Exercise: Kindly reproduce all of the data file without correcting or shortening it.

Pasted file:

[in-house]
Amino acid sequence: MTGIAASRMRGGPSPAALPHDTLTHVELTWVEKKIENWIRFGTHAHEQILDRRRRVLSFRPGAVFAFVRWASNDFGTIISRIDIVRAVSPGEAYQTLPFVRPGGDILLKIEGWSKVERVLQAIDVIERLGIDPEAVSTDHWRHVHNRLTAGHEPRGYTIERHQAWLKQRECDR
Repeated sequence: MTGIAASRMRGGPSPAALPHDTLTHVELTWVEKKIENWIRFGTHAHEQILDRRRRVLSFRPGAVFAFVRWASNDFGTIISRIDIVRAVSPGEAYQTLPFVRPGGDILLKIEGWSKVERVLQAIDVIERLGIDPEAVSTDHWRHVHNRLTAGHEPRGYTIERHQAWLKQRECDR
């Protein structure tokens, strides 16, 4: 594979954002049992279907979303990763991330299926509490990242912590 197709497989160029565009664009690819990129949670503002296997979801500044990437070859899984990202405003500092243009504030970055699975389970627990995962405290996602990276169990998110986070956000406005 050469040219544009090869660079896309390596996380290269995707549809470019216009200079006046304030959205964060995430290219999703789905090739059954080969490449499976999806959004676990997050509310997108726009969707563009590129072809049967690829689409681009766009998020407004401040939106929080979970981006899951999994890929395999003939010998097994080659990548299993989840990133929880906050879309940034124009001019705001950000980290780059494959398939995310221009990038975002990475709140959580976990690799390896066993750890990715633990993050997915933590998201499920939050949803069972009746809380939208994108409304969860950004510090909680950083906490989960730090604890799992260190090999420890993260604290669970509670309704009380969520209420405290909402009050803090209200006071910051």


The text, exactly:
[in-house]
Amino acid sequence: MTGIAASRMRGGPSPAALPHDTLTHVELTWVEKKIENWIRFGTHAHEQILDRRRRVLSFRPGAVFAFVRWASNDFGTIISRIDIVRAVSPGEAYQTLPFVRPGGDILLKIEGWSKVERVLQAIDVIERLGIDPEAVSTDHWRHVHNRLTAGHEPRGYTIERHQAWLKQRECDR
Repeated sequence: MTGIAASRMRGGPSPAALPHDTLTHVELTWVEKKIENWIRFGTHAHEQILDRRRRVLSFRPGAVFAFVRWASNDFGTIISRIDIVRAVSPGEAYQTLPFVRPGGDILLKIEGWSKVERVLQAIDVIERLGIDPEAVSTDHWRHVHNRLTAGHEPRGYTIERHQAWLKQRECDR
């Protein structure tokens, strides 16, 4: 594979954002049992279907979303990763991330299926509490990242912590 197709497989160029565009664009690819990129949670503002296997979801500044990437070859899984990202405003500092243009504030970055699975389970627990995962405290996602990276169990998110986070956000406005 050469040219544009090869660079896309390596996380290269995707549809470019216009200079006046304030959205964060995430290219999703789905090739059954080969490449499976999806959004676990997050509310997108726009969707563009590129072809049967690829689409681009766009998020407004401040939106929080979970981006899951999994890929395999003939010998097994080659990548299993989840990133929880906050879309940034124009001019705001950000980290780059494959398939995310221009990038975002990475709140959580976990690799390896066993750890990715633990993050997915933590998201499920939050949803069972009746809380939208994108409304969860950004510090909680950083906490989960730090604890799992260190090999420890993260604290669970509670309704009380969520209420405290909402009050803090209200006071910051």